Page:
Wait... so can you not access the file system on an iOS device? How do you transfer music and stuff? Like real FLAC files and stuff... wait... you don't have an SD card port?
How do you people use iPhones?
@poetgrant iPhone are for people who don't want to access the file system. They take the phone use it and that's it.
@tursiops interesting... my mother wanted me to help get an mp3 file on her phone as a ringtone and I am just now realizing that I can't without maybe iTunes? Even then... I just don't understand. Why can't I just access the onboard storage device?
@rob I prefer if at all possible to host most of my data myself.
@tursiops I'll give it a try on one of my machine than I'm using as a server.
@kev @poetgrant well I have a lot of really obscure songs and artists that I don't think any streaming service would have. Also I don't want to suddenly realize that I cannot listen to someone because it's been pulled from the catalog. I also use plex for my movies and series so it's quite convenient.
@kev @tursiops @poetgrant
I have an extensive library of ripped CDs and purchased MP3 files that I like to keep on an SD card on my phone. I listen to several music podcasts for newer music, and I subscribe to Amazon Music to check out new releases that I might want to pick up.
But I'm also one of those weirdos that prefers an audio jack and wired headphones, too. YMMV 👍🎧🎵🎶
@kev @poetgrant @tursiops Haha, yes people still do that. You know, control and ownership and all that. The streaming services are certainly convenient but a content deal going south is all it takes for your favorite band's songs to disappear in the blink of an eye. Plus that can add up pretty quickly if you have to subscribe to multiple streaming services to get what you want.
Also, some of us have a pretty through digital music collection that we've built up and curated over time.
@poetgrant @kev @tursiops you can have any qualms you like about renting your media or not wanting to stream content or whatever, but from an end-user perspective of just listening to some damned music it really won't get more *effective* than Spotify.
Search for nearly everything and one second later you're listening to the whole catalogue of that artist on shuffle on any of your devices (with cross-device control: play on your PC w/ speakers and remote control it from your phone)
If it's about finding new music, I thought that is what Last.fm is for. Then you pay a one time fee of 9.99 and the music is yours.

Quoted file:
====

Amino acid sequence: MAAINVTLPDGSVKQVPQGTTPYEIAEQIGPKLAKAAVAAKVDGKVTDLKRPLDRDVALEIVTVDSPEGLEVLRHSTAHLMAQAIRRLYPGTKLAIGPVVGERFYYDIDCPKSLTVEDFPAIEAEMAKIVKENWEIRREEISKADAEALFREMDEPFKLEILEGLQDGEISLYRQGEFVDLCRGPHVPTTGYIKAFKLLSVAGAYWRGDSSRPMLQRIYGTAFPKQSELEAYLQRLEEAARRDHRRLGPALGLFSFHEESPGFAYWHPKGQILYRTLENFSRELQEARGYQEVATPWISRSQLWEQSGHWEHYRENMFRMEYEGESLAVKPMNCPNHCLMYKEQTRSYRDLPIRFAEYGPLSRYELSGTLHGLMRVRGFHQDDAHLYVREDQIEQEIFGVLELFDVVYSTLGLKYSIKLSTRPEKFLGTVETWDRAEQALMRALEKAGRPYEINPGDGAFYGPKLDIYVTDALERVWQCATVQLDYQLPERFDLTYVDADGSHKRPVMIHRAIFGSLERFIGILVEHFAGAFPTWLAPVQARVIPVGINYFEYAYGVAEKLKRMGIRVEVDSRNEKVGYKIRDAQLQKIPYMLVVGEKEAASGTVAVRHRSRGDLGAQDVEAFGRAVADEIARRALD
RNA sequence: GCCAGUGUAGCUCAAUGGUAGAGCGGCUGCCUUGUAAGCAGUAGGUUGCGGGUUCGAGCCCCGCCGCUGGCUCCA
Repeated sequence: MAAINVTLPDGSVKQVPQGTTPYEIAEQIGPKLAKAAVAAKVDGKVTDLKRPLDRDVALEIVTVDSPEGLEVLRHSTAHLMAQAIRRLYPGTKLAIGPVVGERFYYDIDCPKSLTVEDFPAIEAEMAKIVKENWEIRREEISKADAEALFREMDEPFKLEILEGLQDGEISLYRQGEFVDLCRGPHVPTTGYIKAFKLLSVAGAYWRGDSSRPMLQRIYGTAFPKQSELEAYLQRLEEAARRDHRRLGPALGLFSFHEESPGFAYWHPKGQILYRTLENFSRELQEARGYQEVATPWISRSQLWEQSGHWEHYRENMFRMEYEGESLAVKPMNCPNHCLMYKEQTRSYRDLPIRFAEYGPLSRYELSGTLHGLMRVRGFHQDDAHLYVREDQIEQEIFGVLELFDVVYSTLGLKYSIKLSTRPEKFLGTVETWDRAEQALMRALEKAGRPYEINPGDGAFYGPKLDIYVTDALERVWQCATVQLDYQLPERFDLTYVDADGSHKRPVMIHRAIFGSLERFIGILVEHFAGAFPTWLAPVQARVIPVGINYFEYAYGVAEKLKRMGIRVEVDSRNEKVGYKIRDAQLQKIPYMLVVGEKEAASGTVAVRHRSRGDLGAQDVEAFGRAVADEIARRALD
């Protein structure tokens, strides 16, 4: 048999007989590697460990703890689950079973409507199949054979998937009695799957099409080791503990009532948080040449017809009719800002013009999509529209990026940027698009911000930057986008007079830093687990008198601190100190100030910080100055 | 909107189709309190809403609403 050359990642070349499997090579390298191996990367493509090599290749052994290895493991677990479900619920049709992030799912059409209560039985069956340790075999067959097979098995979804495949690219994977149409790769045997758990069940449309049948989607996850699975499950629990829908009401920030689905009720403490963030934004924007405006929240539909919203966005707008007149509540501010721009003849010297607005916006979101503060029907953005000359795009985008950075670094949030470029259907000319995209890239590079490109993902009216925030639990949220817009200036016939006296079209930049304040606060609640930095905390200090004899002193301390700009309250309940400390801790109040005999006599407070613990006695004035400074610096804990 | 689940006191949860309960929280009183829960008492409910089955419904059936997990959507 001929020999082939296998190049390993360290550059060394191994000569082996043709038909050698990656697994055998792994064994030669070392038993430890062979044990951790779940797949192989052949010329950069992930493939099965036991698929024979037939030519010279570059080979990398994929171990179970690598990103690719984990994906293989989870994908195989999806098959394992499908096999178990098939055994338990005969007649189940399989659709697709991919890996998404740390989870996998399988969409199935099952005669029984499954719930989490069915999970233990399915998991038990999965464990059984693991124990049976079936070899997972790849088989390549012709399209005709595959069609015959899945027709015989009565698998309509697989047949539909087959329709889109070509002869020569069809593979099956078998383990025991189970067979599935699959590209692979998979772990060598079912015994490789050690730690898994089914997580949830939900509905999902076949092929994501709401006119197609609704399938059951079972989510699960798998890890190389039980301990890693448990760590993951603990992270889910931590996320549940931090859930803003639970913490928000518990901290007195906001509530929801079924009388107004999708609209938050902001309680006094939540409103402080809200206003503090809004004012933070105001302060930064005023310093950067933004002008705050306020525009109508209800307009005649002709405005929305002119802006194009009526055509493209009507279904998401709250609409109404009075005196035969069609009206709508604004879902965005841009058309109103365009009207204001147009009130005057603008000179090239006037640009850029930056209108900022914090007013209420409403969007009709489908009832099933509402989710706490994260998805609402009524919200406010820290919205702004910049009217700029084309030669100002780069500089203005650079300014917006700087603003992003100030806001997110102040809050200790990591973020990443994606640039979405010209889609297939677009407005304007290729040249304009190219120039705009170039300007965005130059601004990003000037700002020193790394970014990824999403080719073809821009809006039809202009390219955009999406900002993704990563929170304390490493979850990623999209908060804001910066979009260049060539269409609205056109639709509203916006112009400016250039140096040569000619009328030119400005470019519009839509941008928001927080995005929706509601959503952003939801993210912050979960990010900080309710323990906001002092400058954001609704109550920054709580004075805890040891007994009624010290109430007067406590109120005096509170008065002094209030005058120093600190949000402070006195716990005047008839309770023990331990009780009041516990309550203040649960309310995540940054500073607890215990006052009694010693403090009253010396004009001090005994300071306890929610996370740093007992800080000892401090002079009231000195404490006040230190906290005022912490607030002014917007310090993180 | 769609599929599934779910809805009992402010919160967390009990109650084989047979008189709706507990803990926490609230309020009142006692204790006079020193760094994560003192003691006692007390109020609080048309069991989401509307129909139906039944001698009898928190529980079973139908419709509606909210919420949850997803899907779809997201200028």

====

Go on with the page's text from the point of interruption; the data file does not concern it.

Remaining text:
I can sort of see the convenience of it, but isn't that a pretty massive tradeoff? It seems like a really short-sighted investment of capital.
@poetgrant a lot of the time it isn’t music I own. Maybe an album comes out, or a track comes on the radio that I like. I can add them to my library easily. Not to mention the additional value add stuff that Spotify adds, such as generated playlists based off your recent listening habits. I’ve discovered tonnes of artists from that alone.
I’m glad other systems work for you guys, but I personally think the £15/m I pay for a family account is money REALLY well spent.
@kev @poetgrant @tursiops same here, Kev. I own some of the music but mostly I don't, and it's all from scattered albums. Even if I have 5-10 songs from one artist it's rarely from the same album, so buying them all for just those songs is quite a large investment. I could afford one album per month if I gave up Spotify, so it would take me probably a decade to rebuild this library at that rate!
@poetgrant yeah you can only do so with iTunes. Well it's a walled garden so once you enter it no chance getting out
because you don't need to. You get an iPhone with an assumption that you never need to even know you have a local file system.
And for that matter, it still stands in contrast to macOS. Still, that is. With how Apple is going I wouldn't be surprised they'll implement more and more restrictions on that too (accessing only your home folder, for example)
@poetgrant iPhones aren't for your use case. They are restricted mobile computer terminals purpose built to be the user interface for a set of services curated by Apple and delivered by the cloud (present day mainframe systems essentially). The iPhone's storage is meant for the client access software and its data cache and thus is too much user access is deemed risky.
Terminals accessing mainframe timeshare systems in the 1970s didn't have an accessible file system so why would they now?
@poetgrant People don't actually /use/ iPhones, they /wear/ iPhones.
They are /seen to have/ iPhones.
Actual functionality is minimal and intentionally restricted to a small subset of things Apple thinks you should do, more like a bonus than the reason you get one.
I never plug my iPhone into a computer... I pay for iTunes Match to host all my files, I add music to iTunes and it just appears on my phone.
It is the pinnacle of proprietary and either upgrades or downgrades all my music to 256Kbps
I choose to suffer for convenience
All the Apple addicts who needs something like that use sort of similar accessories:
@poetgrant I thought you could access the filesystem. Maybe iPhone users access the filesystem through some other means?
@poetgrant *One search later*
Well son of a gun, it _is_ really hard to access the filesystem. Even the user files are hard to access.
They're using it for calling.
@pkotrcka Hahaha, that is my favorite response!
@poetgrant it is true. I used my phone for calling today as well. Not a fruit one, but it worked just fine.
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